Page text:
Frank Lyon Polk III, Managing Director of The Polk Wealth Management Group, sat down with Skiddy von Stade for a two-part installment to the Open Door series, recently featured on Business Insider. In his interview, Lyon discusses the shifting trends in wealth management, from making money to preserving their capital to family wealth planning.
Lyon also divulges his recruiting tactics, saying that every hire at The Polk Wealth Management Group has worked as an intern before becoming a full-time hire. Culture fit is extremely important according to Lyon, as countless hours are spent working as a team in the office. For more on Lyon's hiring strategy, watch his full interview here and check out the Business Insider article below.
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Millennials are growing up. The oldest are in their 30s now, and many of the others are graduating college and entering the workforce. Is your interview process attuned to them?
To perfect your millennial interview, you'll need to take into consideration their unique expectations and perspectives. Here are some tips for properly shaping your interview to achieve success:
Paint a big picture
Perhaps more than any generation in history, millennials are especially concerned with the social impact and public good of their employer. According to The Deloitte Millennial Survey 2016, millennials prioritize providing services and goods that make a positive difference to peoples’ lives over growth and profit maximization.
"Millennials are a socially conscious generation, and your interview needs to reflect that."
How does this translate to the hiring process? In an interview, you must communicate to millennial applicants how your firm - and their position in particular - plays a positive role in the industry. When interviewing candidates for investment banking jobs, for instance, you might play up how these jobs mean building savings and retirement funds for thousands of people nationwide.
Discuss long-term goals and career growth
Firms too often fail to highlight the benefits of hard work and loyalty during an interview. Talented millennial candidates have a number of firms vying for their attention, and they certainly aren't afraid to seek other options if you fail to woo them. It's important that you lay out a plan for advancement from the start. Build an idea of a future with your firm.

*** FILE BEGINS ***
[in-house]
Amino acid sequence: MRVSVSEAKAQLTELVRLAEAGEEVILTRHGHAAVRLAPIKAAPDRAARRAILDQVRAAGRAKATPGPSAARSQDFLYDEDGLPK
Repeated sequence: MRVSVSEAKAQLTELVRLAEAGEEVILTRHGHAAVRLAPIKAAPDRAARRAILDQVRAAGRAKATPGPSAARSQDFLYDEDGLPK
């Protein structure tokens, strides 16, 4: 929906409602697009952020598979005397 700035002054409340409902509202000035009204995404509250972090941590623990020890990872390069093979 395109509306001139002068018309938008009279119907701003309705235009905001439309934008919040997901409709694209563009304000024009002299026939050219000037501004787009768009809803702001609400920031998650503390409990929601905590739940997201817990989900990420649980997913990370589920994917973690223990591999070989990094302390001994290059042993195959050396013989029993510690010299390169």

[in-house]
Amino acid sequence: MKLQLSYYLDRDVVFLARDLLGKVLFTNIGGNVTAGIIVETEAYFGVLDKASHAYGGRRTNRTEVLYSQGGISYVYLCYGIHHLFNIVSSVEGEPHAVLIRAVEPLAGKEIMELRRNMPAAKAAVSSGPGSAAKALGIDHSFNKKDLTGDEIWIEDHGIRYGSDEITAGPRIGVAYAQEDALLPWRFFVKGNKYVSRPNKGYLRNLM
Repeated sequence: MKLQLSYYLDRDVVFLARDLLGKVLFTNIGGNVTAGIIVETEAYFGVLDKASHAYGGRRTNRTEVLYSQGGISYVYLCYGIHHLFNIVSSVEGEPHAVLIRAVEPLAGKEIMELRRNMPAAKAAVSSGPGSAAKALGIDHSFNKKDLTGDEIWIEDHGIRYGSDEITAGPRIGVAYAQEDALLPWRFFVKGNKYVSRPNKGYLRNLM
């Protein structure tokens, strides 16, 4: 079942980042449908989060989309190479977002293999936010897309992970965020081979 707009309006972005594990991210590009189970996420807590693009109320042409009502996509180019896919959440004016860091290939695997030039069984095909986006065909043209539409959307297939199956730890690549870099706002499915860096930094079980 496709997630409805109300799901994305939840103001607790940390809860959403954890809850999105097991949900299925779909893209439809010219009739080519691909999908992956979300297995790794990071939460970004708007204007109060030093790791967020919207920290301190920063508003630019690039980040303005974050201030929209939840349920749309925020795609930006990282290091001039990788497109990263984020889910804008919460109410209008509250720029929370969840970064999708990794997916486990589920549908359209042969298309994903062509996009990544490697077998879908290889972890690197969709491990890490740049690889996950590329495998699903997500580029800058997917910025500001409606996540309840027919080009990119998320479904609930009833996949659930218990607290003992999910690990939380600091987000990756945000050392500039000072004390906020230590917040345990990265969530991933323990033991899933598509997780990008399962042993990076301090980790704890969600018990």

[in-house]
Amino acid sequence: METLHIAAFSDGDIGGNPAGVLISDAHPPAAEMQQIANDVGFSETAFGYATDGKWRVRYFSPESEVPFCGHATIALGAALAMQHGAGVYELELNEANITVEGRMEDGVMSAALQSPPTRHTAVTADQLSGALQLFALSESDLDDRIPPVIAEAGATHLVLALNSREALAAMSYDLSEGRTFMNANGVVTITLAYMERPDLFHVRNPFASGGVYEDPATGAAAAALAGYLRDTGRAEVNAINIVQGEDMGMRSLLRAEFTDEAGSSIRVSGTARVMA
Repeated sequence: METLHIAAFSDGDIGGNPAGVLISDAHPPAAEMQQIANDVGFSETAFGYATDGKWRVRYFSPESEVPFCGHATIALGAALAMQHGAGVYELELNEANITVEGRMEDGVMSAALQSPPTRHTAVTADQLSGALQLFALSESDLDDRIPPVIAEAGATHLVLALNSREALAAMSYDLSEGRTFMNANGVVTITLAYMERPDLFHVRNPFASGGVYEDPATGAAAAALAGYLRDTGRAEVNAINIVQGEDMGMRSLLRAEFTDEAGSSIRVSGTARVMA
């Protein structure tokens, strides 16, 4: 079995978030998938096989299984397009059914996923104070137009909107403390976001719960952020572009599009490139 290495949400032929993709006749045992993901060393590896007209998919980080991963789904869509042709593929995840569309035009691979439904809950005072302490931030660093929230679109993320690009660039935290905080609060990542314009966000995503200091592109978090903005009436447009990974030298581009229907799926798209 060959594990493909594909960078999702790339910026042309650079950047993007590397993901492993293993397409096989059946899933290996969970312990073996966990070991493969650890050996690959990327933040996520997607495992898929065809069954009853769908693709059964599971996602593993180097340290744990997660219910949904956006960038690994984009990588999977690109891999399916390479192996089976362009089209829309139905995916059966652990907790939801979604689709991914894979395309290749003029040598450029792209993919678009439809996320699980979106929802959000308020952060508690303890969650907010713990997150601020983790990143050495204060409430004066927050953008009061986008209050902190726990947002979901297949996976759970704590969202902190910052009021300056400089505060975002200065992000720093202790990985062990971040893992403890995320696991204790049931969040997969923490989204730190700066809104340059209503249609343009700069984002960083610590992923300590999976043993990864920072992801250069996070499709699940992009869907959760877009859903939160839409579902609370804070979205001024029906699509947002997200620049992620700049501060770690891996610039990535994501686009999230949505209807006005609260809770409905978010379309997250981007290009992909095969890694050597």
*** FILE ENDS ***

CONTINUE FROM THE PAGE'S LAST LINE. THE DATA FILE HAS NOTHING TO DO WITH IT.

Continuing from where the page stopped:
Instilling a sense of value early on pays dividends later. By presenting candidates with achievable rewards for their effort, you lay the groundwork for a shared sense of purpose. And don't hesitate to bring up salary or bonuses. Millennials have no problem frankly negotiating finances, so you shouldn't either.
Focus on flexibility
Work-life balance is of well known importance to the millennial generation. As the age cohort that embraced smart phones and social media, they are always connected with friends and family - even while they're at work. Within reason, firms can do a lot to attract great millennial talent by embracing this.
Offer the options of telecommuting or occasional four day work weeks. Working from home a set number of days every month is another big draw. What's essential is that your firm adapts to changing generational circumstances. Millennials place a lot of value on having a life outside of work, and you'll need to accommodate that if you're going to attract top talent.
A work-life balance is essential to attracting top millennial talent.
Emphasize firm perks
While an industry benchmark salary is always going to be important, millennials care less about money than their parents did. What they want instead are great perks. If your firm is going to stay competitive with other employers, you'll need to offer the same high level perks.
These include, but are not limited to, time allocated for exercising in the company gym, extended paid personal time off, tickets to local sporting events and travel opportunities. Keep an eye on what the industry leaders are offering and construct your perks/benefits package accordingly. You don't need to offer it all, but you do need enough to keep pace.
Make it personal
Top millennial applicants are smart, passionate and eager to talk about where they see themselves in your firm. Let them do it. Talk about interests both inside and outside of work. Chances are that your questions will reveal a prospective employee has much more to offer than what was described in his or her resume.
When you ask questions, make some of them relevant to the candidates tastes and personality. Business Insider, for example, recommended asking millennials to describe their work ethic by relating it to a favorite TV character, or to choose which TV office sitcom they would most like to work in. These questions are fun but they also give you an insight into a candidate's creativity and personality.